Friday, November 7, 2008

Baseballs $100 Million Dollar Men!

Miguel Cabrera
The Tigers gave Cabrera a $153.3 million, eight-year deal in March 2008 after acquiring him in a December trade with the Florida Marlins. Cabrera posted career highs in HRs (an AL-best 37) and RBIs (126) in his first season in Detroit.

Carlos Lee

The Astros finally addressed their woeful offense by signing this All-Star slugger away from the Texas Rangers after the 2006 season.

Albert Pujols
Signed in 2004, this is looking like the best bargain of them all. Pujols has established himself as the best pure hitter in the game, helped lead the Cardinals to the World Series title in 2006. He won the 2005 NL MVP award and is the favorite to win again in 2008.

Kevin Brown

The Dodgers lured Brown away from the Padres in free agency after the 1998 season with the biggest contract in history at the time. Brown pitched well, though not spectacularly, for the Dodgers in parts of five non-playoff seasons before being traded to the Yankees.

Ken Griffey, Jr

The Reds won 96 games in 1999, the year before trading for The Kid and signing him to this massive contract extension. They haven't won more than 85 games in a season since and finally traded the injury-plagued Griffey to the White Sox in July 2008. He is now a free agent again.

Carlos Beltran

Mets fans are loathe to admit this, but Beltran reportedly would have played for the Yankees for a lot less money. Instead, he cashed in on his breakout 2004 postseason with the Astros by signing with the Mets, whom he led to within one game of the World Series in 2006.

Jason Giambi
Giambi won the AL MVP with the Oakland A's in 2001, then bolted for the Bronx. The Yankees have won only one pennant and no World Series since signing Giambi, who was one of a number of athletes who testified in the BALCO probe. He is on the free agent market once again.

Mike Hampton

The star left-hander led the Mets to the 2000 NL pennant before hitting free agency. The pitching-starved Rockies scooped him up with this mega-contract that ended up being paid off by three teams -- Colorado, Florida and Atlanta and resulted in only 56 wins to date.

Barry Zito

The last remaining member of Oakland's Big Three finally left for the crosstown Giants before the 2007 season by accepting the largest deal ever at the time for a pitcher, eclipsing the old mark held by Mike Hampton (eight years, $121 million with the Rockies). Zito has gone just 21-30 with San Francisco.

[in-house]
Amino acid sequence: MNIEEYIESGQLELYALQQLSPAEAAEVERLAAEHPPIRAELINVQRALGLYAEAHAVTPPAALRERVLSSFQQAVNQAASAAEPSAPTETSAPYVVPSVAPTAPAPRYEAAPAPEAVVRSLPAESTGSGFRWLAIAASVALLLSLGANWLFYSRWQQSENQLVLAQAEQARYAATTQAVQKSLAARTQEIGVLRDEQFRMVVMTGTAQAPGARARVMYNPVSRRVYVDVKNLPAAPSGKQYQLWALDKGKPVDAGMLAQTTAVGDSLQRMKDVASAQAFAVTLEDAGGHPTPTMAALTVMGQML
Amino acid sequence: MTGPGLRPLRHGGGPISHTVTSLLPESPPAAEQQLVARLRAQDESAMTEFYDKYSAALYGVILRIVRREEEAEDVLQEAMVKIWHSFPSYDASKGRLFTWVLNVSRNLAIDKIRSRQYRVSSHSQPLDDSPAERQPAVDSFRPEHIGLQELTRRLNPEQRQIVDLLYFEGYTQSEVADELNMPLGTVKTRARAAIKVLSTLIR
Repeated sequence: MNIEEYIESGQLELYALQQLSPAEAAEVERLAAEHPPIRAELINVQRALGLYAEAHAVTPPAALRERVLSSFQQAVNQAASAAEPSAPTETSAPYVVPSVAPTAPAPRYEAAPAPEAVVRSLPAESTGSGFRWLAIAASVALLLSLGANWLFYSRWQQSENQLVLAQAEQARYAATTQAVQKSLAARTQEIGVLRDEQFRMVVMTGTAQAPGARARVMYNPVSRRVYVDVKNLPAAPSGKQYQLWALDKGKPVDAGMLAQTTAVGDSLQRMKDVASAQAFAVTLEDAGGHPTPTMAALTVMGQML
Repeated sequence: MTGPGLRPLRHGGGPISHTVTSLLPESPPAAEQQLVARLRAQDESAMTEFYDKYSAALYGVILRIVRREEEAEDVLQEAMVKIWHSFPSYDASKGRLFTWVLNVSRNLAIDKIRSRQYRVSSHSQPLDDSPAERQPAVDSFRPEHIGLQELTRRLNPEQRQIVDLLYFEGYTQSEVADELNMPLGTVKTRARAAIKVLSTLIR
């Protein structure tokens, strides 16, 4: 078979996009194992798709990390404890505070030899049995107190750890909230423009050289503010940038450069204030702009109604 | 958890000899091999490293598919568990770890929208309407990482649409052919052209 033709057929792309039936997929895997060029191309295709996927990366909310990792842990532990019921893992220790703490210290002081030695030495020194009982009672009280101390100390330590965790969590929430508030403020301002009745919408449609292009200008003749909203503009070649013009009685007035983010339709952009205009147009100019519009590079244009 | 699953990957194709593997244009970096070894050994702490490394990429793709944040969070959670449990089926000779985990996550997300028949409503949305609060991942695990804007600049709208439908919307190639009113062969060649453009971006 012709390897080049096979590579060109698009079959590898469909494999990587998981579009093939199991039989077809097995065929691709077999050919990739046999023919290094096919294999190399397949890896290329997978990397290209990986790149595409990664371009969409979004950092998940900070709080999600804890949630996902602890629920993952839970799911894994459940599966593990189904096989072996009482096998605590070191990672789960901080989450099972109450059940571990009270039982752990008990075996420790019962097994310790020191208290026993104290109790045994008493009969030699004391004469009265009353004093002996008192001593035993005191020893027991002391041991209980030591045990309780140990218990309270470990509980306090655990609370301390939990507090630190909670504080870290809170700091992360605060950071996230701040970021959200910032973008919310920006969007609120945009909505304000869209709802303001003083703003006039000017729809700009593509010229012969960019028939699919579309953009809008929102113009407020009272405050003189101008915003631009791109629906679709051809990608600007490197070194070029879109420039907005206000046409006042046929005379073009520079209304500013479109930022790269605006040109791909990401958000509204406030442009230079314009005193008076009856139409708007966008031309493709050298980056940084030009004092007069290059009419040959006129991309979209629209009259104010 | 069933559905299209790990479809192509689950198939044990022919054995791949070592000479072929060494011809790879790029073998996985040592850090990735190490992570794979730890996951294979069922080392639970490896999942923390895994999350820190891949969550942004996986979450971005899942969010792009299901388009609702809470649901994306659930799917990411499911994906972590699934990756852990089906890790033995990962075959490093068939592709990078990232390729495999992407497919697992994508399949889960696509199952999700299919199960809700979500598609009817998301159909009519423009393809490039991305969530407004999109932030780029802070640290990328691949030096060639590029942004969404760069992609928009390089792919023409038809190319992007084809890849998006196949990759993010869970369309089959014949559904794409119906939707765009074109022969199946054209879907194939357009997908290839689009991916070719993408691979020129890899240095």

Vernon Wells

The Blue Jays ensured their All-Star center fielder wouldn't leave via free agency after 2007 by signing him to this extension. Wells averaged 21 home runs and 90 RBIs from 2004-06 but batted a career-low .245 with only 16 home runs in '07 and had 20 home runs and 78 RBIs in '08.

Alfonso Soriano

Questions about Soriano's power were answered after he hit 46 home runs while playing for the Nationals, whose home stadium is cavernous. With that kind of power, it's no wonder that Soriano's lack of a position doesn't seem to bother the Cubs, who signed him after 2006 and won the NL Central in his first two years with the club.

Johan Santana
After months of pursuit the Mets finally agreed to a trade to acquire Santana, but the deal wasn't official until the Mets inked him to a contract extension. Not surprisingly, the two-time Cy Young winner became the highest-paid pitcher in baseball history, then went 16-7 with a 2.53 ERA in his debut season in Queens.

Todd Helton

With player salaries skyrocketing in 2001, the Rockies thought they should lock up the star first baseman for an entire decade. Helton had been in decline in recent years before helping to lead the Rockies to the 2007 NL pennant.


During the length of Ramirez's deal, the world saw the best and worst of Manny Being Manny: two World Series titles, a fearsome bat and puzzling lapses in hustle and attitude. Ramirez was traded to the Dodgers in July and could be headed for his second nine-figure contract.
Derek Jeter
Thanks to A-Rod's 10-year, $252-million deal of 2001, the Yankees felt compelled to reward their own superstar shortstop, who, unlike Rodriguez, had actually won championships before. However, Jeter had four World Series rings when he signed this deal in 2001 -- the same as he has right now.
Only A-Rod, it seems, can beat A-Rod. After a monster 2007 season that resulted in his third AL MVP award, Rodriguez opted out of his record $252 million deal with three years remaining. He eventually wound up back with the Yankees, setting a new record for the richest contract in baseball history, one that includes potential bonuses for reaching certain milestones.

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